Kurt Gödel: The True Inventor of Programming Languages and Data Structures

Douglas Hofstadter Cognitive Science, Indiana University, Bloomington
When Oct 23, 2015
from 03:30 PM to 04:30 PM
Where Duthie Center for Engineering, Room 117
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Kurt Gödel is celebrated for his classic 1931 paper in which he showed that any formal deductive system that includes the axioms of number theory is incomplete, meaning that no matter how the formal system is constructed, there will always be an infinite family of unpluggable “holes” in it — true statements about integers none of which it can demonstrate. He proved this mind-boggling result by inventing and beautifully exploiting a systematic mapping, today called “Gödel numbering”, of symbols, formulas, and sequences of formulas onto positive integers (mostly extremely large integers). It also mapped deductive relationships between formulas onto parallel relationships between very large integers.

It turns out that a major chunk of Gödel’s paper can be recast, from a modern perspective, as the crafting of a sophisticated high-level program in which recursive functions operating on lists (disguised as huge integers) call other recursive functions operating on lists, which call yet other functions, etc., many levels down — elaborate computational machinery with nary a machine in sight. In other words, Gödel’s paper was built around the world’s first computer program — indeed, a Lisp program in disguise — even though electronic digital computers had not yet been dreamt of when he wrote it, let alone data structures and high-level programming languages.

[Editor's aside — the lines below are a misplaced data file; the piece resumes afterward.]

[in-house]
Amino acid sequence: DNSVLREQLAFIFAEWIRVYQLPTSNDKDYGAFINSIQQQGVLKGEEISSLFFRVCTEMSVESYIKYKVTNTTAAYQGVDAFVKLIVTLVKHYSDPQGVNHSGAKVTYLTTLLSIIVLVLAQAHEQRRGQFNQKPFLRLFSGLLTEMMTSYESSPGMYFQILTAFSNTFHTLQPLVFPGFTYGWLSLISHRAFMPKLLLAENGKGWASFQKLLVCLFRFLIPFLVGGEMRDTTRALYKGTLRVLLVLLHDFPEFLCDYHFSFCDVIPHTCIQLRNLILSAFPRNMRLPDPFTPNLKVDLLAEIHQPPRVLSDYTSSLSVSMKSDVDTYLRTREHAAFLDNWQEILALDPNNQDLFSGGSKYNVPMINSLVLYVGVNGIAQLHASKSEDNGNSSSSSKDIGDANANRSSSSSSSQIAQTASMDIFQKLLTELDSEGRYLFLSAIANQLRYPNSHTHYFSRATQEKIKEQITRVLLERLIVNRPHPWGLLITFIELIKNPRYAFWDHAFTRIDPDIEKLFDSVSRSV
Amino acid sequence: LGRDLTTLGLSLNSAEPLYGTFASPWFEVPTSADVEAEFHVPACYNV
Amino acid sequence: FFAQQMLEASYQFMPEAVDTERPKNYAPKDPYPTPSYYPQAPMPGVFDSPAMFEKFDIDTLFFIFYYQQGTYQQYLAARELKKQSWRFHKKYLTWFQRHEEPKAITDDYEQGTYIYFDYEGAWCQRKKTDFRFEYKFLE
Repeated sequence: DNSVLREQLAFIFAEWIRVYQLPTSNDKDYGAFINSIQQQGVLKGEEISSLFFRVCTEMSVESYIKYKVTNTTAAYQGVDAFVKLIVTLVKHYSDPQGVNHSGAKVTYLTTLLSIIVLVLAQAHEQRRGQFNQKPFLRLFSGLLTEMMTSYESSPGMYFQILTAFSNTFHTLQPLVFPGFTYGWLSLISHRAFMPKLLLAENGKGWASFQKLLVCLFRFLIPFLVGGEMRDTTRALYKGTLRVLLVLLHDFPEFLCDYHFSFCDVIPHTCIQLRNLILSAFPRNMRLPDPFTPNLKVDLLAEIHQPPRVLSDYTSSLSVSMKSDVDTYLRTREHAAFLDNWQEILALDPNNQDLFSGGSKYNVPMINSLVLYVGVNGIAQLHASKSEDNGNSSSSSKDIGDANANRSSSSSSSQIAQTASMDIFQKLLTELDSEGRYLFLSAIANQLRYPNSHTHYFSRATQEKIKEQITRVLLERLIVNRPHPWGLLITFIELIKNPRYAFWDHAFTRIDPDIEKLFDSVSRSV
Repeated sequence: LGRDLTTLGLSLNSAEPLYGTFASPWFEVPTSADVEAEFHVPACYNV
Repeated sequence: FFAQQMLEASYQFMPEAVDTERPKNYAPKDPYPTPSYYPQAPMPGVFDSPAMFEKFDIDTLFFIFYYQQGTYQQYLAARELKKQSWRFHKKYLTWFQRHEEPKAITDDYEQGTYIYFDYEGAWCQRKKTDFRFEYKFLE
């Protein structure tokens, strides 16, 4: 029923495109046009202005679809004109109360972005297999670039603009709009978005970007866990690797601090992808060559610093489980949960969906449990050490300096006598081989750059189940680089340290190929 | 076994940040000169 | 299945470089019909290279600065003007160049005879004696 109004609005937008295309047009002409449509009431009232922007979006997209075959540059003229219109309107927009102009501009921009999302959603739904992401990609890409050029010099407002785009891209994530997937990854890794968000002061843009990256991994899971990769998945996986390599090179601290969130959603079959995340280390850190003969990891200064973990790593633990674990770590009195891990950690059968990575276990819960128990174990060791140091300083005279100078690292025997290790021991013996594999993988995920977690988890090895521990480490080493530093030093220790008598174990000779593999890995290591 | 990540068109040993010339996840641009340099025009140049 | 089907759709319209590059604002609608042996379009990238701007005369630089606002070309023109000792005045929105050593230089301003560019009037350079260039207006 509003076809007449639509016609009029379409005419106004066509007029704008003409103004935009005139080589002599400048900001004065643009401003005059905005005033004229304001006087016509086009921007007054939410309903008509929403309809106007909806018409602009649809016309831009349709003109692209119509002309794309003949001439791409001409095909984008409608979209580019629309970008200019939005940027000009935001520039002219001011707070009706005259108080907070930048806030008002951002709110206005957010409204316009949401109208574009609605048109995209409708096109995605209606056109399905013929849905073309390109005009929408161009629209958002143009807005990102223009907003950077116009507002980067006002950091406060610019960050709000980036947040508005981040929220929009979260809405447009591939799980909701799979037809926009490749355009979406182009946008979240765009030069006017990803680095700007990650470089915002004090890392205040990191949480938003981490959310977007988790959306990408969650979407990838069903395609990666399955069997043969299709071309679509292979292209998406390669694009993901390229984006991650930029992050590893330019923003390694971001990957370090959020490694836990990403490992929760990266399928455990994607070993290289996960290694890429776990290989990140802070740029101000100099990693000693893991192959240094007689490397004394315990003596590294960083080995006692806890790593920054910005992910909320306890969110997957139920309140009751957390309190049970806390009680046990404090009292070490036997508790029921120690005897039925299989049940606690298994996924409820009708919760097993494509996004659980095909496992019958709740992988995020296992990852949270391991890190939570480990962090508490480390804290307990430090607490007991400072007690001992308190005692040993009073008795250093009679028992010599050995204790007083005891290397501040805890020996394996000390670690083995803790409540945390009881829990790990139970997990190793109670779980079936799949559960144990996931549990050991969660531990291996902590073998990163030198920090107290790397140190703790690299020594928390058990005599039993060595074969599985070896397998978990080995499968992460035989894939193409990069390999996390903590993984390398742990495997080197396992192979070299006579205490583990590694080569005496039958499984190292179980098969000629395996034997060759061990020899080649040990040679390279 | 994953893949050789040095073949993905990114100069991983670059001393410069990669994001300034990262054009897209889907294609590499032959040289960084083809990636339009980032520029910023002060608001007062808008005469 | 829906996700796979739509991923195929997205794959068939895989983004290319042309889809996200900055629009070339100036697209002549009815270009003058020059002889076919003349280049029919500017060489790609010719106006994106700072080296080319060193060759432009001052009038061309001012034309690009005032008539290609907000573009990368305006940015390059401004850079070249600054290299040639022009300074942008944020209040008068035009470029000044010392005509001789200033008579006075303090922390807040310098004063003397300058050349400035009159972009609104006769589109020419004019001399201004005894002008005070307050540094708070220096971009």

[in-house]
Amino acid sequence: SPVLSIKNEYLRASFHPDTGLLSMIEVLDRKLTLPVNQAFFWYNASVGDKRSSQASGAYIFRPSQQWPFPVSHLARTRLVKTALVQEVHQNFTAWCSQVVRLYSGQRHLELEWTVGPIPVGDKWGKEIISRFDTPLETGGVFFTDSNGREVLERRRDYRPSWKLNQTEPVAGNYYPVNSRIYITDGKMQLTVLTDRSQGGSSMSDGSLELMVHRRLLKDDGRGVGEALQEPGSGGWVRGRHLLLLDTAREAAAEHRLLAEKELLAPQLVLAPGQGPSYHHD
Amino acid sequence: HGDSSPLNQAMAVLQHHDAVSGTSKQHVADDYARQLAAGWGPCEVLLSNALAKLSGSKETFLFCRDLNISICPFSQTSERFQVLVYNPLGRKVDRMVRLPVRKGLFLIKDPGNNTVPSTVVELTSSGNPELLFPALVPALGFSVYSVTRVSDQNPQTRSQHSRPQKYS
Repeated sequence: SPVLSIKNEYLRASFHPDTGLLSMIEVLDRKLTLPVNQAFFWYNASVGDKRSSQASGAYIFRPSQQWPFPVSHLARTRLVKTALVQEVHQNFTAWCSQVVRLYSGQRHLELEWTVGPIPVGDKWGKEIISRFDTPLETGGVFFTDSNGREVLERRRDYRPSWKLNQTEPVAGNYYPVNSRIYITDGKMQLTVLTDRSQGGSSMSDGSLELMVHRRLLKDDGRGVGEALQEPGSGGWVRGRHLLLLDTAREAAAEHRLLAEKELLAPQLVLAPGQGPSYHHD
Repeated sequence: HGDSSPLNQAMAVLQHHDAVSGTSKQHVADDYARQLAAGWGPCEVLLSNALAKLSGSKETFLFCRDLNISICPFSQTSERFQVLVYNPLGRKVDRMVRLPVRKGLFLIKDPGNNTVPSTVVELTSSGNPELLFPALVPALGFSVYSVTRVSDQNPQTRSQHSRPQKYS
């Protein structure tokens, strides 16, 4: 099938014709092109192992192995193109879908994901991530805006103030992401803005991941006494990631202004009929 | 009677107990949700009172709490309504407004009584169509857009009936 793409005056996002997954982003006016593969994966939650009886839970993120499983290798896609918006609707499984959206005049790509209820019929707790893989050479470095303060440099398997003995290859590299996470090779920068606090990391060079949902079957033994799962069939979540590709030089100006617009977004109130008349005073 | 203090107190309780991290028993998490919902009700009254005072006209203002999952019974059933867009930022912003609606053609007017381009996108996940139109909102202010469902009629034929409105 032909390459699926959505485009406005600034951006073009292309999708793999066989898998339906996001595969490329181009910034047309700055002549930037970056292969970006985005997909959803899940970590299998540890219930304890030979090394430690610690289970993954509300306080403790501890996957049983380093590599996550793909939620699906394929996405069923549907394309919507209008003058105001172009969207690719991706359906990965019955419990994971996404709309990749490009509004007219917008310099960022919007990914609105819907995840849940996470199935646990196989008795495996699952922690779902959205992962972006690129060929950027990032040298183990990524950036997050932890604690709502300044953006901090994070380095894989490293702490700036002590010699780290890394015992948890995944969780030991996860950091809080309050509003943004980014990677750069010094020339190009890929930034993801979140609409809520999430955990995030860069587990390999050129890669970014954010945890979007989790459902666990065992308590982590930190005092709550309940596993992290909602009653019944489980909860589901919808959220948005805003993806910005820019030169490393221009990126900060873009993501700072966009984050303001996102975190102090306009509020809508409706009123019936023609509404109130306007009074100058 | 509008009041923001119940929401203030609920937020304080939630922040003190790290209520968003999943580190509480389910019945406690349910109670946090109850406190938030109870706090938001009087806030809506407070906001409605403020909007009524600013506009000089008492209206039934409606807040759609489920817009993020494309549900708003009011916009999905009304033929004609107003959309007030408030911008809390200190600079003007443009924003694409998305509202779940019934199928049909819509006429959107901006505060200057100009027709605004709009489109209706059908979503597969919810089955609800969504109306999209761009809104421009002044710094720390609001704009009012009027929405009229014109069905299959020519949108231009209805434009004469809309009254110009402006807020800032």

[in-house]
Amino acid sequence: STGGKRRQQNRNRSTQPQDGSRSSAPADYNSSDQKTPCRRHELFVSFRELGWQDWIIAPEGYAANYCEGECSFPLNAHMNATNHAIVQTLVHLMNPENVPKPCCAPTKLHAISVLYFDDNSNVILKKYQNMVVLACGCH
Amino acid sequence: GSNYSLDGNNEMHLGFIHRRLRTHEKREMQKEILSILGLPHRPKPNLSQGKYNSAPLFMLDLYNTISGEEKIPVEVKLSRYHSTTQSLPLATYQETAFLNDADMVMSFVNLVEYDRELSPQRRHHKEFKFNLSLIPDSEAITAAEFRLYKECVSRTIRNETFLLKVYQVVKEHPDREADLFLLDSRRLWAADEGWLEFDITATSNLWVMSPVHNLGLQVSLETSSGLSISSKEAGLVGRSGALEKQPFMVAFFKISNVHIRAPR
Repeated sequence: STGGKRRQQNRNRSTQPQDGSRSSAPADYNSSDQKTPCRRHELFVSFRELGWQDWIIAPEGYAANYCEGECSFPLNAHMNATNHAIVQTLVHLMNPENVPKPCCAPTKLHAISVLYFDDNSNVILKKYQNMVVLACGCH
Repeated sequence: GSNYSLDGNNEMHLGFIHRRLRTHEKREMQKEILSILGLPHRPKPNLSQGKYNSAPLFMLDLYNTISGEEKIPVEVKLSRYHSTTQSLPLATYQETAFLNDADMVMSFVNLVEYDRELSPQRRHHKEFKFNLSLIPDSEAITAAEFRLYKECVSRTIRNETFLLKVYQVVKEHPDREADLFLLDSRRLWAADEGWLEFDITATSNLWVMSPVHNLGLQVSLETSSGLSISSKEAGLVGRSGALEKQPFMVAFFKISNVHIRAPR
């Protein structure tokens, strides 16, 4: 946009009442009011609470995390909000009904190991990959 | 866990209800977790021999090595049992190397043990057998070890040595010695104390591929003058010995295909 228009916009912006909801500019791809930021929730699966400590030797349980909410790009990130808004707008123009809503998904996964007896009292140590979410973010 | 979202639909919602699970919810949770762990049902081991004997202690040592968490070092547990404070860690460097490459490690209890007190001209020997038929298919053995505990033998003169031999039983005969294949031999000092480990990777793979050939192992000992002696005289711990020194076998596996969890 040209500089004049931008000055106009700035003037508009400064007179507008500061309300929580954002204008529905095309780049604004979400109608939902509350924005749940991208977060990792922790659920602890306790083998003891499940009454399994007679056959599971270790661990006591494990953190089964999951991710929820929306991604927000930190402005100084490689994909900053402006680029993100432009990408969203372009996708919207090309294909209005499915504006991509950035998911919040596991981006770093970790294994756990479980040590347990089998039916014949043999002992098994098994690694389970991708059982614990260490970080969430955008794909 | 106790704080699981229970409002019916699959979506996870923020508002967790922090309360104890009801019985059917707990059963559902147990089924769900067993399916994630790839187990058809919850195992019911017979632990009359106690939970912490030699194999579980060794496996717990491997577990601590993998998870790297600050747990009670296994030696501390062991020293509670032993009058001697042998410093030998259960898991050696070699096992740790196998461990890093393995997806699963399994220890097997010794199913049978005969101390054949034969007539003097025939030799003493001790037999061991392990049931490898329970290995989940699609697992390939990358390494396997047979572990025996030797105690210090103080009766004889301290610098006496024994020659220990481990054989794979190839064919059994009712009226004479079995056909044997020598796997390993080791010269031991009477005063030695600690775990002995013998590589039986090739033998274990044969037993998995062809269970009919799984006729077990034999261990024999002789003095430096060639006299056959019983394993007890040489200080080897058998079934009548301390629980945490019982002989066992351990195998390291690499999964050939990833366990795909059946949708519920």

Standard versions of the history of computing state that list processing was invented in 1956, and that the Lisp programming language, with its characteristic recursive function definitions, was invented in 1958. However, these landmark developments in computer science were anticipated in remarkable detail by a young mathematical logician working alone in Vienna nearly three decades earlier. Perhaps the main reason that Gödel has never been given credit for this achievement is that he didn’t have the foresight to describe what he was doing using the terms “data structure” and “programming language”, so people never make the connection. He didn’t realize he was writing a computer program, and for many decades, computer scientists seem not to have noticed it either. It is the purpose of this talk to correct this historical oversight.


Hofstadter is College of Arts and Sciences Distinguished Professor of Cognitive Science and Computer Science, and Director of the Center for Research on Concepts and Cognition, at Indiana University. Although he is the author of eight major books, Hofstadter is best known for his magisterial first work, Gödel, Escher, Bach: an Eternal Golden Braid (a.k.a. GEB:EGB [a.k.a. GEB]), published in 1979 and awarded the Pulitzer Prize in 1980.

Research Areas:

  • Computational models of human thought (especially analogy-making)
  • Creativity in art and music
  • Discovery in mathematics and physics
  • Literary translation
  • Philosophy of mind and of consciousness